Running time: T = 1854 sec. (1.11 times faster than P1)
Program P371B:
A further refinement comes when we realize that we are continually computing
the 4th powers of the digits of N inside the innermost loop. But there are
only 10 distinct values, namely 0^4, 1^4, ..., 9^4, so we can save a lot
of time precalculating them outside of all loops and storing them on a
suitably dimensioned array, then simply recalling the values of the powers when
needed, instead of computing them anew each time. As it is much faster to recall an array
element than to raise a number to a power, great time savings are to be expected:
10 DESTROY ALL @ OPTION BASE 0 @ DIM A,B,C,D,N,P(9) @ STD @ DELAY 0,0
15 FOR A=0 TO 9 @ P(A)=A^4 @ NEXT A
20 N=1000 @ FOR A=1 TO 9 @ FOR B=0 TO 9 @ FOR C=0 TO 9 @ FOR D=0 TO 9
30 IF P(A)+P(B)+P(C)+P(D)=N THEN DISP N
40 N=N+1 @ NEXT D @ NEXT C @ NEXT B @ NEXT A @ DISP "DONE"
Running time: T = 460 sec. (4.46 times faster than P1)
Program P471B:
Is that all ? Can't we still do more optimization ? Yes. Look at the IF
at line 30. We are constantly recalling and adding up the powers of the digits
to compare them against the value of N. But it's clear that inside the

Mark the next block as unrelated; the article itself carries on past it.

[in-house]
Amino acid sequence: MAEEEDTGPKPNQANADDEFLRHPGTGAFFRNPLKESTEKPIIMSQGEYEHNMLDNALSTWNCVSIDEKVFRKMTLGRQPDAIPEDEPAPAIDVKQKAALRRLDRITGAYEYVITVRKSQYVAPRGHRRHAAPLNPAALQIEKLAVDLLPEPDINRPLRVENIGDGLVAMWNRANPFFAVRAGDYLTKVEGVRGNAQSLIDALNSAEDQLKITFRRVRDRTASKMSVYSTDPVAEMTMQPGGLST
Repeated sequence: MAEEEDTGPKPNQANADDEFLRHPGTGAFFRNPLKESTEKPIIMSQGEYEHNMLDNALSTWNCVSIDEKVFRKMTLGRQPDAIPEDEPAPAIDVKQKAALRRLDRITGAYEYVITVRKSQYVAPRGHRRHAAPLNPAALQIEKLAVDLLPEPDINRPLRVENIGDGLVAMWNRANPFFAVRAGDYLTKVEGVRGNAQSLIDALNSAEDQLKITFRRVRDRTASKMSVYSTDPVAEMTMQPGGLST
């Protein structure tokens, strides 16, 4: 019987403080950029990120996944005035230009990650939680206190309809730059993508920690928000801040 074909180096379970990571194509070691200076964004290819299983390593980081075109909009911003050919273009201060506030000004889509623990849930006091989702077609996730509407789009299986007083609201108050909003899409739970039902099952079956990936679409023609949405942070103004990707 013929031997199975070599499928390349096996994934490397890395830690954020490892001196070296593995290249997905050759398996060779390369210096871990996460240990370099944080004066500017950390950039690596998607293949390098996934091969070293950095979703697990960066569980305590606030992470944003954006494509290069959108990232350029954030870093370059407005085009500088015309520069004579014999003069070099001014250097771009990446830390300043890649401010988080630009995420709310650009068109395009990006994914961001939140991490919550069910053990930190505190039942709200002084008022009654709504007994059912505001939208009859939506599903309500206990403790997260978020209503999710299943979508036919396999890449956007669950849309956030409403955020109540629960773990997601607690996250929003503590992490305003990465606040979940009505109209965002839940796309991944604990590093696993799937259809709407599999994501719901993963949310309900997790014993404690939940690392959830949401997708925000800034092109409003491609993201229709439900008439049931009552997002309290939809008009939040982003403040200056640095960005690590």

FOR D=... loop, the value of P(A)+P(B)+P(C) is invariant, as it does not
depend on the loop variable, D. Same applies to P(A)+P(B) inside the FOR C
loop, and P(A) inside the FOR B loop. Keeping this is mind, we avoid
recomputing sums and invariant values repeatedly, but we'll simply compute
them once outside of the respective loops, and store them in intermediate
variables, like this:
10 DESTROY ALL @ OPTION BASE 0 @ DIM A,B,C,D,N,S,T,U,P(9) @ STD @ DELAY 0,0
15 FOR A=0 TO 9 @ P(A)=A^4 @ NEXT A @ N=1000
20 FOR A=1 TO 9 @ S=P(A) @ FOR B=0 TO 9 @ T=S+P(B)
30 FOR C=0 TO 9 @ U=T+P(C) @ FOR D=0 TO 9 @ IF U+P(D)=N THEN DISP N
40 N=N+1 @ NEXT D @ NEXT C @ NEXT B @ NEXT A @ DISP "DONE"
Running time: T = 320 sec. (6.41 times faster than P1)
Program P571B:
There's still one trick out of our sleeve. Just notice what happens when, for
instance, we reach the inner FOR C and FOR D loops when A=9 and B=8. At this
point, the sum is already 9^4+8^4 = 10657, which exceeds the maximum possible
value for N, namely N=9999. So, further adding the 4th powers of C and D is no use, since the resulting sum can never equal N. This means we can skip
altogether the full FOR C and FOR D inner loops in this case, so